We see cloud computing as part of the logical progression in distributed computing. It is not completely revolutionary, nor is it a panacea that will provide any service that can be imagined. The business models must be considered in terms of cost and control, barriers and benefits.
Of all the cloud business models, InterSect360 Research believes that SaaS has the highest potential for success within HPC. It addresses several of the major dampening factors associated with cloud and provides additional revenue opportunities in the services arena. It also targets industrial users, who would be the most likely to pay a premium for the product, without attempting to develop competing solutions. Furthermore companies can adopting SaaS models in cloud in a phased or tiered way, first proving the concept private clouds before giving themselves over to public or hybrid models. (This same phenomenon persists with private and public grids today.)
Organizations that have experience with the software and in house operations may look to SaaS options for peak load management and capacity extension. However, we believe the greater opportunity is for selling packaged cloud computing, software, and start-up services to companies testing HPC solutions. Our research indicates that there are major start-up barriers to using HPC solutions among small and medium companies. These barriers include finding the expertise for the creation of the organization's first scalable digital models.
The major barrier for SaaS adoption in HPC is the fragmentation of the applications software sector of the industry. The boutique nature of the opportunity may indicate there is not sufficient volume to merit the ISV's investment to create and market cloud-enable versions of their applications. Interestingly, in a recursive manner, small SaaS providers could theoretically tap into larger cycles-on-demand cloud providers to supply the computing resources.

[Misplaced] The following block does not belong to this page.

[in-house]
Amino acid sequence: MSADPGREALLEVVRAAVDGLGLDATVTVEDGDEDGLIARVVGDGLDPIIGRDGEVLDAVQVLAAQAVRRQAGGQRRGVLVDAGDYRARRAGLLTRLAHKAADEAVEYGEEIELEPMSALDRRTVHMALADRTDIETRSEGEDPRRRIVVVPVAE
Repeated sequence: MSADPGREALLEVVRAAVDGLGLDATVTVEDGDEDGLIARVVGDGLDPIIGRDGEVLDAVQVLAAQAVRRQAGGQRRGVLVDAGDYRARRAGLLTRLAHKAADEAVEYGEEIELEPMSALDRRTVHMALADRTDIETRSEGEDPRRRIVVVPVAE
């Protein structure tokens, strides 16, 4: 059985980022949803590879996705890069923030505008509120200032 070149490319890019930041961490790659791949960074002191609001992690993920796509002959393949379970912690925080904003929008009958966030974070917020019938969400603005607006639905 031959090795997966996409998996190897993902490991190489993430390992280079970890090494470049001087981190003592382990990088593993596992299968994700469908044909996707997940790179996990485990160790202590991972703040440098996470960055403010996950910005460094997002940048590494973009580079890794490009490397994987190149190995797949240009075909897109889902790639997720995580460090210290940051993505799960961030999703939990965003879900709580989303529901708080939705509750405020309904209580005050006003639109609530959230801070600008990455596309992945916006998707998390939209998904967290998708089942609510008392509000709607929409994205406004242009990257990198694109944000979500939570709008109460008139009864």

Similarly, implementation of environment hosting within current cloud environments for HPC organizations would currently entail significant amounts of effort by the user organization to set up and manage storage and software environments. It would also be limited by software licensing issues for industrial users in particular. Thus market opportunities for this option are very limited at this time. That said, a small organization could conceivably do all its computing in the cloud, keeping all its data on cloud storage system, using only internally developed, open-source, or SaaS software, and trusting in small size as part of a herd to provide security.
Finally, we note that Web-based software services are not new to the market; they currently range from income tax preparation services to on-line gaming companies. SaaS fits into cloud markets based on the concept of work being sent to outside party and results returned, without the sender having knowledge of exactly how those results are generated. For some users, SaaS may inherently make sense. Ultimately the best way to help users adopt HPC applications may be to make them Somebody Else's Problem.